The U.S. space agency NASA says the shuttle Atlantis will remain grounded until at least June 8 while technicians repair storm damage to the orbiter's external fuel tank. As we hear from VOA's David McAlary, mission managers say replacing the tank with an undamaged one would delay the launch even longer.
NASA says technicians have repaired 350 out of more than 2,600 dents in the shuttle's external fuel tank caused during a late February hail storm. Atlantis was attached to the tank on the launch pad undergoing preparations for a March liftoff, so the tank damage required their rollback to the hangar.
The pits occurred in the tank's hard foam external casing, an insulation layer that prevents the frigid liquid hydrogen and oxygen inside from causing ice to form on the outside of the tank.
The bigger pits must be filled with poured or sprayed foam, while shallower ones can be smoothed by sanding.
Shuttle program manager Wayne Hale says disconnecting the old fuel tank from Atlantis and attaching a new one would delay launch until June 19, while keeping the existing tank bolted on would allow a June 8 takeoff at the earliest if repairs proceed smoothly. "They [the two dates] are becoming close in schedule, but the consideration is [that], of course, we would like to avoid the work taking the orbiter back to the orbiter processing facility and all of the effort that is involved in switching tanks. So as long as we are on a good path to repair the hail-damaged tank, we should stay with it."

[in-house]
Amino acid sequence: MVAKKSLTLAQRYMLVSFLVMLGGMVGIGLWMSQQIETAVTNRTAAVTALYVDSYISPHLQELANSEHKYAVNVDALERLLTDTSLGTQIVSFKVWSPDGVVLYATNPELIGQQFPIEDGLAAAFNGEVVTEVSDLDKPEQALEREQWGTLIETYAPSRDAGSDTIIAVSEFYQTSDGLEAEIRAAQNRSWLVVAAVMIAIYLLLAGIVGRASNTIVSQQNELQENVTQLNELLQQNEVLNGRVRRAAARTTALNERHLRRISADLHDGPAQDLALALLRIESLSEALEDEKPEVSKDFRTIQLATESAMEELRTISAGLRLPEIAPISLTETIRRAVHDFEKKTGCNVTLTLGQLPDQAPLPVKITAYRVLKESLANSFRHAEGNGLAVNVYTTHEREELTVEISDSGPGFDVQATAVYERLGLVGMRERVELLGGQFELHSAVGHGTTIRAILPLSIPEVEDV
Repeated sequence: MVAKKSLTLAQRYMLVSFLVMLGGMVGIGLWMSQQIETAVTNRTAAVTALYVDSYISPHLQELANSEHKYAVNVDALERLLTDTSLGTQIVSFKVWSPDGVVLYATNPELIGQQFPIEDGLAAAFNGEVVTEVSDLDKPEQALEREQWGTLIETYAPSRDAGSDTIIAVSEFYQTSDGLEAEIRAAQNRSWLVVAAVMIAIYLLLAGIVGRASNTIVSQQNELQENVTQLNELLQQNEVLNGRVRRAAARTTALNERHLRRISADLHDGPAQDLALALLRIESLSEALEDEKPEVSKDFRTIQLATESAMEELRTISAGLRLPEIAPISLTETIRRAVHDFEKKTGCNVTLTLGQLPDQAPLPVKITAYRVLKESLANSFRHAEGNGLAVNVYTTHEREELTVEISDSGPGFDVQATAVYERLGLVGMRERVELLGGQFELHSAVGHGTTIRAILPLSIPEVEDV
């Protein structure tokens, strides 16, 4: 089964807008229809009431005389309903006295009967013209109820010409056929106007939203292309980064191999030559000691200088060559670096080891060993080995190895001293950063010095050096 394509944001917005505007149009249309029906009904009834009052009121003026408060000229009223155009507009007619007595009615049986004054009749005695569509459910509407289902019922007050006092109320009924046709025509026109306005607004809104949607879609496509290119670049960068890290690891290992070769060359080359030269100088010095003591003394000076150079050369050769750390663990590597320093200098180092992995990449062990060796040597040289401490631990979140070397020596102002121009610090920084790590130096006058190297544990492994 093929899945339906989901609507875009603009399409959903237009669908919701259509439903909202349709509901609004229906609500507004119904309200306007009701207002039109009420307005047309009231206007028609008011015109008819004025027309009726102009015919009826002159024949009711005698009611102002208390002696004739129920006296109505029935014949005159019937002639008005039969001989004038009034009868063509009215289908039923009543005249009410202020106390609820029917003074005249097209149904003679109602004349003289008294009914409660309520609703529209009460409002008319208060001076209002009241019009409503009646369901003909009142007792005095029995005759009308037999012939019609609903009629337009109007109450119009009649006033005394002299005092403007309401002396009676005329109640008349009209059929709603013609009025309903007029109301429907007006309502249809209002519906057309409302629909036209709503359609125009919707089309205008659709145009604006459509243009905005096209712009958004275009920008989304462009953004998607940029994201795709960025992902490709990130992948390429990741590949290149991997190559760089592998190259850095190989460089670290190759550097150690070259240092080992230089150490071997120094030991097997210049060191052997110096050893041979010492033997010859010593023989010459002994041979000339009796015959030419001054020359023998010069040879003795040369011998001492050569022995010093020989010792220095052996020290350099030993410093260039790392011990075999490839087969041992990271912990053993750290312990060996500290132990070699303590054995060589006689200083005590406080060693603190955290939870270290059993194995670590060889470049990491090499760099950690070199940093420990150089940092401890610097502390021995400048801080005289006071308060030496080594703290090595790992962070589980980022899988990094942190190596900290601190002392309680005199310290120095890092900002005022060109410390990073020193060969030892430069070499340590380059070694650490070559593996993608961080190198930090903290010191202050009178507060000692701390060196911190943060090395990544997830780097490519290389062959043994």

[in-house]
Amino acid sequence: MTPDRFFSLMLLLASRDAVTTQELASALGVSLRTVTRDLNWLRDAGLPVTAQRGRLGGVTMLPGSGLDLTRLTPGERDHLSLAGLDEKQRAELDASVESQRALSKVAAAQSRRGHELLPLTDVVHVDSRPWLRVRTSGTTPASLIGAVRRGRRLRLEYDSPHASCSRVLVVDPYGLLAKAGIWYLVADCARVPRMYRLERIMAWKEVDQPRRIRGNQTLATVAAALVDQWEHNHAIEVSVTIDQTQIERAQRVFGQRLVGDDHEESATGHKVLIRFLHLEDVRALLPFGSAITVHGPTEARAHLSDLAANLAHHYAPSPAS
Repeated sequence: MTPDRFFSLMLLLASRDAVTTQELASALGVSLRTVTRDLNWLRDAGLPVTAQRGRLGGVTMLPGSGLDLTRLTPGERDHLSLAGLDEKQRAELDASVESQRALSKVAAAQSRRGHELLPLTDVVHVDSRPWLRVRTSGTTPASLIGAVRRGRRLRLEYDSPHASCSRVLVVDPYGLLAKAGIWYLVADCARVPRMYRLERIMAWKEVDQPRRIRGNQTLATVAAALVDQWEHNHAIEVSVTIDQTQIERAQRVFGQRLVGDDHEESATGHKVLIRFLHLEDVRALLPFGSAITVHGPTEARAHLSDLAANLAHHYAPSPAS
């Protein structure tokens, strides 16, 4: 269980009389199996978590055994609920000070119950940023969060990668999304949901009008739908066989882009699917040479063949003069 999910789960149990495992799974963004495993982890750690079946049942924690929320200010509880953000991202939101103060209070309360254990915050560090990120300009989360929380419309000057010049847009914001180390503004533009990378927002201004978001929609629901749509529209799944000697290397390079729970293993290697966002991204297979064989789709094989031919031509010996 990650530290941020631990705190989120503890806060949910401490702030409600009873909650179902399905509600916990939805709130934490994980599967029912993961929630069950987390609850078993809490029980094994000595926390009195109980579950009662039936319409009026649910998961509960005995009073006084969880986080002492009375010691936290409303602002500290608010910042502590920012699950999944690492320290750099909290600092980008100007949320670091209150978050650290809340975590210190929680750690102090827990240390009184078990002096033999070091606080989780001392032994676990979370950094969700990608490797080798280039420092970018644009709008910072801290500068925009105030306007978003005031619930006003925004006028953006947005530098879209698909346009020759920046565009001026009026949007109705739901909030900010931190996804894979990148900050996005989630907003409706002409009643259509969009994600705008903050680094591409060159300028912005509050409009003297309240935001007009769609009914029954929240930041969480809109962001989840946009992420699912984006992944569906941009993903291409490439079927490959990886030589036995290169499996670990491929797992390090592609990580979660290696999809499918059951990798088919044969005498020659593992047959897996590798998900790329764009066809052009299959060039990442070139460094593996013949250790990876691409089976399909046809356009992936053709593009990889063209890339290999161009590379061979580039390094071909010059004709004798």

Atlantis will be the first shuttle this year to continue construction of the International Space Station. Its cargo is a new set of solar arrays for the starboard side of the research outpost.
The NASA official in charge of space operations, William Gerstenmaier says the technique for pouring or spraying foam into the deeper external fuel tank divots is a standard application procedure. He says similar repairs have bonded well for previous flights and expects no foam shedding during Atlantis' launch of the kind that struck and doomed the shuttle Columbia in 2003.
"We have flown this type of repair before and it is not totally outside of our experience base. The teams have reviewed the data and showed that this repair technique is pretty viable from an overall assurance that the tank will not shed foam," he said.
The integrity of the shuttle external fuel tank foam has been a NASA priority since the Columbia disaster, when the piece that broke away during launch punctured a wing. Seven astronauts died during re-entry when atmospheric gases superheated by friction with the shuttle entered the wing and destroyed it.
Shuttle manager Hale says that despite the delay in Atlantis' takeoff, there is a possibility that four shuttles can fly to the space station this year. He has said previously that the postponement will not set back the goal of completing station assembly by 2010, the year President Bush has ordered the aging shuttle fleet to be retired.